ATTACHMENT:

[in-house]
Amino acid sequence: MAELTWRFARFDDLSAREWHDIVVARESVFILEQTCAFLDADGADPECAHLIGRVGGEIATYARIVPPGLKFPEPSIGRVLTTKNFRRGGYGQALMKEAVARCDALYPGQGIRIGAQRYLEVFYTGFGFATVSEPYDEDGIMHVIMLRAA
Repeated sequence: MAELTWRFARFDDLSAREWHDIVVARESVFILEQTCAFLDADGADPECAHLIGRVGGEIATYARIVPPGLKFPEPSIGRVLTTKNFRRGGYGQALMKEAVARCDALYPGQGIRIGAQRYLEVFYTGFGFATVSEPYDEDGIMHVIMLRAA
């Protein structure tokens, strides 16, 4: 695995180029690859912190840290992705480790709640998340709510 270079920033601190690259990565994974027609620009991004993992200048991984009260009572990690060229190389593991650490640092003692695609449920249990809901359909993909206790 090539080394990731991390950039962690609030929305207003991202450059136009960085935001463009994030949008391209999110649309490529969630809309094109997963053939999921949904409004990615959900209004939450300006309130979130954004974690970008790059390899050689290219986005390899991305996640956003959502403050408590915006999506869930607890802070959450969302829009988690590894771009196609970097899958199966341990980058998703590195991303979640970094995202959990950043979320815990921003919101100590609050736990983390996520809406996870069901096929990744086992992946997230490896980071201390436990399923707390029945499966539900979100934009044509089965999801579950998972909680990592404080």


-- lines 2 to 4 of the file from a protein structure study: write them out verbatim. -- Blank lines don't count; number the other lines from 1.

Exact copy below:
Amino acid sequence: MAELTWRFARFDDLSAREWHDIVVARESVFILEQTCAFLDADGADPECAHLIGRVGGEIATYARIVPPGLKFPEPSIGRVLTTKNFRRGGYGQALMKEAVARCDALYPGQGIRIGAQRYLEVFYTGFGFATVSEPYDEDGIMHVIMLRAA
Repeated sequence: MAELTWRFARFDDLSAREWHDIVVARESVFILEQTCAFLDADGADPECAHLIGRVGGEIATYARIVPPGLKFPEPSIGRVLTTKNFRRGGYGQALMKEAVARCDALYPGQGIRIGAQRYLEVFYTGFGFATVSEPYDEDGIMHVIMLRAA
């Protein structure tokens, strides 16, 4: 695995180029690859912190840290992705480790709640998340709510 270079920033601190690259990565994974027609620009991004993992200048991984009260009572990690060229190389593991650490640092003692695609449920249990809901359909993909206790 090539080394990731991390950039962690609030929305207003991202450059136009960085935001463009994030949008391209999110649309490529969630809309094109997963053939999921949904409004990615959900209004939450300006309130979130954004974690970008790059390899050689290219986005390899991305996640956003959502403050408590915006999506869930607890802070959450969302829009988690590894771009196609970097899958199966341990980058998703590195991303979640970094995202959990950043979320815990921003919101100590609050736990983390996520809406996870069901096929990744086992992946997230490896980071201390436990399923707390029945499966539900979100934009044509089965999801579950998972909680990592404080």